Clearance of senescent macrophages ameliorates tumorigenesis in KRAS-driven lung cancer

Cancer Cell, Volume 41, Issue 7, 10 July 2023, Pages 1242-1260.e6

Scott Haston, Estela Gonzalez-Gualda, Samir Morsli, Jianfeng Ge, Virinder Reen, Alexander Calderwood, Ilias Moutsopoulos, Leonidas Panousopoulos, Polina Deletic, Gabriela Carreno, Romain Guiho, Saba Manshaei, Jose Mario Gonzalez-Meljem, Hui Yuan Lim, Daniel J. Simpson, Jodie Birch, Husayn A. Pallikonda, Tamir Chandra, David Macias, Gary J. Doherty, Doris M. Rassl, Robert C. Rintoul, Massimo Signore, Irina Mohorianu, Arne N. Akbar, Jesús Gil, Daniel Muñoz-Espín, Juan Pedro Martinez-Barbera
senescence, p16INK4a, cancer, NSCLC, senolytic, ABT-737, macrophages, endothelial cells, aging, immunosuppression

The accumulation of senescent cells in the tumor microenvironment can drive tumorigenesis in a paracrine manner through the senescence-associated secretory phenotype (SASP). Using a new p16-FDR mouse line, we show that macrophages and endothelial cells are the predominant senescent cell types in murine KRAS-driven lung tumors. Through single cell transcriptomics, we identify a population of tumor-associated macrophages that express a unique array of pro-tumorigenic SASP factors and surface proteins and are also present in normal aged lungs. Genetic or senolytic ablation of senescent cells, or macrophage depletion, result in a significant decrease in tumor burden and increased survival in KRAS-driven lung cancer models. Moreover, we reveal the presence of macrophages with senescent features in human lung pre-malignant lesions, but not in adenocarcinomas. Taken together, our results have uncovered the important role of senescent macrophages in the initiation and progression of lung cancer, highlighting potential therapeutic avenues and cancer preventative strategies.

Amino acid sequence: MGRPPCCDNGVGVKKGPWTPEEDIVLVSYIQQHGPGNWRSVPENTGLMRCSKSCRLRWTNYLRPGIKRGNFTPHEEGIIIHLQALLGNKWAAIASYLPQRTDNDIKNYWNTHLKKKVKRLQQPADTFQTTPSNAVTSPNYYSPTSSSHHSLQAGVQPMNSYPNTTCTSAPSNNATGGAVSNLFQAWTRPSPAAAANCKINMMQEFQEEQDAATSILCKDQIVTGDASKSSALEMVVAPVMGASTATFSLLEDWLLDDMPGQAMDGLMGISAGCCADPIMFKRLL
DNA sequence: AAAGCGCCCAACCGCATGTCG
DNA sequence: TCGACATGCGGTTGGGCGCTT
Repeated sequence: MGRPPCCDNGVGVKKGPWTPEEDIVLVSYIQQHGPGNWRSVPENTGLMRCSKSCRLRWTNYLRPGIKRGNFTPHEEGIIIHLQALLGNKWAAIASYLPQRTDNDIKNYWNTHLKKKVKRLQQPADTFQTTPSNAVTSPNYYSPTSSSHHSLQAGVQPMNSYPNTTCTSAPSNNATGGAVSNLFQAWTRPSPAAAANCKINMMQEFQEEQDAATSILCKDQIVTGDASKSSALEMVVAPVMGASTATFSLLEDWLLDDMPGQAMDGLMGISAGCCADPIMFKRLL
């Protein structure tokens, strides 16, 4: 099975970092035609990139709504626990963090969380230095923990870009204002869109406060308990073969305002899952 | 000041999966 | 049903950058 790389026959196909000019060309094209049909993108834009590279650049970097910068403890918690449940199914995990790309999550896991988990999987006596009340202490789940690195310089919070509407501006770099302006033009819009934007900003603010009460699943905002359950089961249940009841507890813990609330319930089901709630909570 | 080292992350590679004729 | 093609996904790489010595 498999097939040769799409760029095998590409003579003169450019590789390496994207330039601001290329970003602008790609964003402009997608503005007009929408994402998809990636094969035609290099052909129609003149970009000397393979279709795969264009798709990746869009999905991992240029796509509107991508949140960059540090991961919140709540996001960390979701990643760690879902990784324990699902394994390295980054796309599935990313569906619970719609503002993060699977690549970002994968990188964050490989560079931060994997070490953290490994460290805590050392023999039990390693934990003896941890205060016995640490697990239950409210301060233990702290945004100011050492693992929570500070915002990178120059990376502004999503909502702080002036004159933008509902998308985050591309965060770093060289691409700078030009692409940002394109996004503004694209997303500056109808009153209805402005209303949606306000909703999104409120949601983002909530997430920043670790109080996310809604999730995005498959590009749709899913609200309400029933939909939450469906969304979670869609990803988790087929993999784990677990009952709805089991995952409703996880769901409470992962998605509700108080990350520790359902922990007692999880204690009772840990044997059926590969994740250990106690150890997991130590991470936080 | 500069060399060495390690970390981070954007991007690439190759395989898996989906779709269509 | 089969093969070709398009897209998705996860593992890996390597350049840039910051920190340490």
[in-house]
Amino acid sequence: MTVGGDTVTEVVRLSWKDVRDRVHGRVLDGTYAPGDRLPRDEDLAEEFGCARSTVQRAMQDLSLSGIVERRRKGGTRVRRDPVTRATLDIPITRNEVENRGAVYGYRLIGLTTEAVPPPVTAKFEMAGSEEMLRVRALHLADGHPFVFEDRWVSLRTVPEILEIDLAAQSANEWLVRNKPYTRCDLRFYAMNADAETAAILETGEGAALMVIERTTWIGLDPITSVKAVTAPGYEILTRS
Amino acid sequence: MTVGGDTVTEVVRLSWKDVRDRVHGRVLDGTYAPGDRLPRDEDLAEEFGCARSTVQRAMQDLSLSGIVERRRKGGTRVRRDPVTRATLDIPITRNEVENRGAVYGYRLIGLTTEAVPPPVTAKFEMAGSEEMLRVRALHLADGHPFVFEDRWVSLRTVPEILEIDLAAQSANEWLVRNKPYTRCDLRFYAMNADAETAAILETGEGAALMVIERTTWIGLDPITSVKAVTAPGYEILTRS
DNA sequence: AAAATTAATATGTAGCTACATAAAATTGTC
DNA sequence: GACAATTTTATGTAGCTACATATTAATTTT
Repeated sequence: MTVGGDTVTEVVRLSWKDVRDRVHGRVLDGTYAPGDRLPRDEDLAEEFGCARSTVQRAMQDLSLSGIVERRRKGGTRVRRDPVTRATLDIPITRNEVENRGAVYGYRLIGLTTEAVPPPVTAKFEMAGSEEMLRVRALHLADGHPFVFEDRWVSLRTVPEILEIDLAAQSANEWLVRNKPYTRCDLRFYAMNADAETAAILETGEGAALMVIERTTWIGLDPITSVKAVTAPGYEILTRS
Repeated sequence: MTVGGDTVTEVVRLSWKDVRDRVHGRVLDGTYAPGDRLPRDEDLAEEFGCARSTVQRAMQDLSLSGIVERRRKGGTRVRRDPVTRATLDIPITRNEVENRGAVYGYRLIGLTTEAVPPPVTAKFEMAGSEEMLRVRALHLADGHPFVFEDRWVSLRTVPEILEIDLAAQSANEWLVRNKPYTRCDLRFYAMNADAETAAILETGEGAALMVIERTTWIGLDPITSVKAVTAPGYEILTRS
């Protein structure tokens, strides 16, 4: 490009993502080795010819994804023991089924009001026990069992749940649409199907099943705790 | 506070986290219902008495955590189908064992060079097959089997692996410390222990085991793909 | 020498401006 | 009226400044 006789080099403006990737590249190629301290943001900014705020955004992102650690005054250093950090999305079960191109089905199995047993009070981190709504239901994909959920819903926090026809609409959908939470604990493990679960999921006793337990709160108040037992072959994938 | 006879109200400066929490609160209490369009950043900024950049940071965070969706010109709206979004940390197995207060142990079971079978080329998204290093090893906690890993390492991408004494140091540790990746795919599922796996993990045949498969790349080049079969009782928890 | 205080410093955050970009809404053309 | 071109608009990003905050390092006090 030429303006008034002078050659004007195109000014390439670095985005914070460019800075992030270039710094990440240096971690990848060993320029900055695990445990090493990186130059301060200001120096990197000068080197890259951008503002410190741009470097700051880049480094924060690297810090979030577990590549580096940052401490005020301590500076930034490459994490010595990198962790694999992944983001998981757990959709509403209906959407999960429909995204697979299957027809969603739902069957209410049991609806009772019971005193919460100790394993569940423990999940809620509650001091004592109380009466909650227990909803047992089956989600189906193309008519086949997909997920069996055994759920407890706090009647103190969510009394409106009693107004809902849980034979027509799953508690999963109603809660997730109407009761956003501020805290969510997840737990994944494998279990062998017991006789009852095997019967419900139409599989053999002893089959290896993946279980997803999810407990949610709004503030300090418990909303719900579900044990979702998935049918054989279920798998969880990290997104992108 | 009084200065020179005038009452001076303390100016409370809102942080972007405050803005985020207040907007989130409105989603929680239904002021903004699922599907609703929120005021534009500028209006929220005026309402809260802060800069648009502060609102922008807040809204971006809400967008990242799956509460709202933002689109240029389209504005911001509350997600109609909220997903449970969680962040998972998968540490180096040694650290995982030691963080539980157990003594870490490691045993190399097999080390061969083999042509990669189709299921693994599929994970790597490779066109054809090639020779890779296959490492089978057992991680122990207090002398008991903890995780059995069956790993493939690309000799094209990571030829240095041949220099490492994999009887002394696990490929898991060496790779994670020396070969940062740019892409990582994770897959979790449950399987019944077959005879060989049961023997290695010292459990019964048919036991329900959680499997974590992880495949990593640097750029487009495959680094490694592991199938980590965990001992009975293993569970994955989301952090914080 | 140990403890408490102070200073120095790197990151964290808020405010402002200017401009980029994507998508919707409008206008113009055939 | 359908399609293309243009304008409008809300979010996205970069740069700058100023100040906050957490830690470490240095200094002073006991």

17 Jan 2020